Sound Bracelet: an Experiment in Art and Sound





Introduction: Sound Bracelet: an Experiment in Art and Sound

Inspired by The Sound Advice Project, the sound bracelet is a memorable gift to give to your friends and loved ones. Essentially, the sound bracelet is a bracelet in the form of a sound wave. The original project allowed users to submit a 6-second voice recording and for $18, get their voice turned into a sound wave. It was a personal and simple gift.

With that in mind, I set out to make my own, gathering materials that were readily available around the house. You can customize the bracelet to your own voice, making every one truly unique. Your messages can be anything, from a touching "I love you" to a simple "Congratulations." It is a very easy way to make a nice gift for someone.

Step 1: Materials

Most of the supplies for the sound bracelet can be found around the house. You'll also need some basic computer skills. 
  • Computer with microphone
  • Audacity
  • Screen capture software (On Windows, you can use the default "print screen" button. For Macs, press the Apple key + Shift + 3 and release all at the same time. Then, click on the screen with your mouse.)
  • Microsoft Word or an image editing software
  • Printer
  • Hot glue gun
  • Ruler
  • Scissors (optional)
  • Colored Paper (optional)

Step 2: Record Your Message

First, you need to run Audacity. Make sure that your microphone is on and/or plugged in.

Press the red "Record" button at the top to start recording a message. The message should be around 3 seconds long. When you're done, press the square "Stop" button. Now you need to select the recording. To do this, click the box on the left that's underneath "Audio Track". Your recording should be highlighted. Next, go to "Effect" and click "Amplify". Then click "Ok". Finally, go to "Effect" again and click "Change Pitch". Move the slider all the way to the left and click "Ok".

You're recording should look something like picture 3.

Step 3: Editing

First,  open up Microsoft Word and set the page to landscape orientation. To do this, go to "Page Layout", "Orientation", and then "Landscape".

Now you need to capture your screen. The easiest way to do this is to press the "prt sc" button on your keyboard when using a Windows computer. If you're on a Mac press the Apple key + Shift + 3 and release all at the same time. Then, click on the screen with your mouse.

Paste this into Microsoft Word. Next, crop the picture so you can only see your sound wave. Now, you can change the color of the background and of the sound wave itself. Last, resize your image so it is the same length as the diameter of the wrist of the person you are making it for. When resizing, make sure that you drag the corner knob, or else you will distort the image.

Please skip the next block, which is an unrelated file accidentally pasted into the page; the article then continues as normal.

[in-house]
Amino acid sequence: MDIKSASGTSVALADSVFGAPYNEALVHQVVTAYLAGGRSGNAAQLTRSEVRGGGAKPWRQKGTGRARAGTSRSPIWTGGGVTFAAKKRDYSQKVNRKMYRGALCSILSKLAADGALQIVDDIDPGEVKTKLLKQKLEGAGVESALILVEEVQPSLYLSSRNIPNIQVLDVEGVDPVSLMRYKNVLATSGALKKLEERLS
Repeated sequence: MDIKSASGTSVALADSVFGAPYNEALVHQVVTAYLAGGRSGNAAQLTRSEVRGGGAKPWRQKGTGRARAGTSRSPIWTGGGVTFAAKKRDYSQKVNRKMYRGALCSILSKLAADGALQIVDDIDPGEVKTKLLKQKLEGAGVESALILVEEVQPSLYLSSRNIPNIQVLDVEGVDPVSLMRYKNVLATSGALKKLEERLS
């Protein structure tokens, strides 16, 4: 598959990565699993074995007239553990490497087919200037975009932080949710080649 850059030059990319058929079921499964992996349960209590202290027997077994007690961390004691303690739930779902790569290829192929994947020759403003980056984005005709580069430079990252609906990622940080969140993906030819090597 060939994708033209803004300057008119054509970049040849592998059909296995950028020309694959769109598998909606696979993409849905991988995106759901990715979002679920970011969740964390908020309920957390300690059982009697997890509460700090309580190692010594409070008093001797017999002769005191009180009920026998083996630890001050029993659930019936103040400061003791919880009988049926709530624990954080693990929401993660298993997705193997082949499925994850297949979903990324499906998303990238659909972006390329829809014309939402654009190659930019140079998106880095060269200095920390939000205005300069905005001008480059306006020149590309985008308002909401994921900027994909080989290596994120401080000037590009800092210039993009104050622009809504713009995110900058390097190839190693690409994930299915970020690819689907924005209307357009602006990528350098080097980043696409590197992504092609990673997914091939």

Step 4: Print

Insert any choice of color paper into your printer and print out your document.

Step 5: Tracing and Finishing Up

Trace the line you printed out with hot glue. Be careful and stay exactly on the line. For longer durability, use a thick line of glue.

After the glue is dry, douse the paper in water and carefully remove the hot glue from the paper. If you want a border to your sound wave, you can cut around the wave and leave an edge.

Finally, glue the two ends together to form a bracelet.

Step 6: Closing Thoughts

That's it! Give the sound bracelet to yourself, a friend, a family member, or even your teacher. No matter the occasion, your recipient will surely appreciate this memorable gift.



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    My thoughts immediately went to using a cad program to burn it into a thin strip of stainless steel and then bend that to size. Very cool idea though! I love sound waves.

    A lot of cool looking instructabes use expensive tools just to make one small item. FINALLY,
    an instructable that I can actually MAKE!

    If you really want the sound on there physically, one could use a piece of recording tape(old school tech) and put it in a piece of vinyl tubing for a bracelet. You could also get one of those Edison type cylinder recording machine kits from Japan that records onto plastic cups. Record on the cup, then cut that section of cup out(a ring) and you have a bracelet (a very small one). Maybe try modding it into recording on bigger cups...

    I'm going to try this but with steel wire that I'll bend into shape. This is a great and interesting idea!

    i have a thoery that this may be able to be forged into a metal sound bracelet. any ideas on wat kind of metal would look nice this way?

    Instead of forging it, how about just cutting the sound wave shape out of a sheet, heating it up and bending it into a circle?

    i would just go for the standard stainless steel. i it would probably look just as good if it were a plastic. or more of a silicon. then you could actually do color of some kind.

    I like the concept but I'm not too excited about the hot glue look. Maybe you could have a company where you record your voice saying something and again, forging it in metal like smokefire says. that would be cool! Maybe in steel or in aluminum

    This is really fun. I am imagining some secret message to send to my lady that only we know. Great idea.... off to the laboratory...

    too bad you can't scan it in and turn it back into sound